It would appear the US Supreme Court is determined to sidestep the politically volatile school prayer issue, Monitor legal correspondent Curtis J. Sitomer reports.
Instead, the high court is standing on existing separation-of-church-and-state rulings that ban prayer in the classroom and deferring to lower courts to refine the issue. The court may also be waiting for Congress to vote on a pro-prayer amendment backed by President Reagan. In two separate rulings, the court declined to further step into the much-publicized Mobile, Ala., case. Justice Lewis Powell denied a request that he order lower courts to look into having the Mobile County schools held in contempt for defying his order not to allow teacher-led prayer in the classroom. The court also refused to intervene, and possibly overturn, the ruling of a Pennsylvania court that upheld the firing of an elementary school teacher who regularly read from the Bible and recited prayers in his fourth-grade class.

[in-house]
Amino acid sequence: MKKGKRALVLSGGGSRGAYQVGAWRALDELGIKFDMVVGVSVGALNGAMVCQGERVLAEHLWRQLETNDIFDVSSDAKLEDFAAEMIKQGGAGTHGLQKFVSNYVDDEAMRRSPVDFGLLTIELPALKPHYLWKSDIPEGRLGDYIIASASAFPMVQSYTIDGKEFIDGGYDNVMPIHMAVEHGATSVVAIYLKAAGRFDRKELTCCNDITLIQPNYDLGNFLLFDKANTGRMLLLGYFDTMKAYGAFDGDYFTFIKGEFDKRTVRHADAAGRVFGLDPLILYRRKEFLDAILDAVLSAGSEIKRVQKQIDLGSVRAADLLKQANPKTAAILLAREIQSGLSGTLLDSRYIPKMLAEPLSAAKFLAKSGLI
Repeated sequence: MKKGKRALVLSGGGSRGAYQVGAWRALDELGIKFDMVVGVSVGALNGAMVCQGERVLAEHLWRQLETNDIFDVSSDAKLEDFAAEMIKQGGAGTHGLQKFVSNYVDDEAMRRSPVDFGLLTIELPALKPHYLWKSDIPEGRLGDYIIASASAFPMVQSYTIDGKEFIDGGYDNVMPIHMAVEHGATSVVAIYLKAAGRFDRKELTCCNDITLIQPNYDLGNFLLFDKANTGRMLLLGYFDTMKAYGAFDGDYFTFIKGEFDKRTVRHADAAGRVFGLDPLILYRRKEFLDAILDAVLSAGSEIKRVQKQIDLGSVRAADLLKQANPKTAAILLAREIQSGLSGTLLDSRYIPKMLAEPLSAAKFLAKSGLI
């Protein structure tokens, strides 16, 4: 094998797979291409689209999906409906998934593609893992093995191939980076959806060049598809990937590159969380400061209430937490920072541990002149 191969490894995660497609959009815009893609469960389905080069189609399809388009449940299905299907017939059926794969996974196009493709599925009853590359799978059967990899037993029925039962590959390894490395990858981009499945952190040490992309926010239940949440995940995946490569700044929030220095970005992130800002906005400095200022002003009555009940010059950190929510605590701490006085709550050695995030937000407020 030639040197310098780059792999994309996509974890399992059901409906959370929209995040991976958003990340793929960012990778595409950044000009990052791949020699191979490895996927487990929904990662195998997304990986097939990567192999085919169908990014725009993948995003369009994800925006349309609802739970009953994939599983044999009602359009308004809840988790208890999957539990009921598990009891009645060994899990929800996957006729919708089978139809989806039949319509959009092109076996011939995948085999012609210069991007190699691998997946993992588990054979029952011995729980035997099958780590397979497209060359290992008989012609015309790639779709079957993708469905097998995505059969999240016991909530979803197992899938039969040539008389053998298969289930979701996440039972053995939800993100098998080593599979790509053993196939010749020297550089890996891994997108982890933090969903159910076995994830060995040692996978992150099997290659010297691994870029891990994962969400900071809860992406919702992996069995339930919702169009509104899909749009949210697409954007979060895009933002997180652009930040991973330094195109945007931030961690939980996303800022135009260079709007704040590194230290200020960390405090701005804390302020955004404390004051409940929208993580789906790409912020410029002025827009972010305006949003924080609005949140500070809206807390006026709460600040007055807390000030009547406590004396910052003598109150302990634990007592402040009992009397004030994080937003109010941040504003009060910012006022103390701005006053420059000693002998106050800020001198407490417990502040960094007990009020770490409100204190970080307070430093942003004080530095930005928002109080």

In the Mobile matter, Justice Powell advised a parent who objected to having his three children exposed to prayers in school to ''seek relief in (an) appropriate lower court.'' In January, when a US district judge in Mobile ruled that the Supreme Court was wrong in outlawing school prayer, he was chided by Justice Powell, who stood behind the ban. The Pennsylvania teacher, Lloyd Fink, was dismissed after refusing to abide by school rules banning recitation of prayer in classrooms. A lower court upheld his firing. The state Supreme Court refused to review it.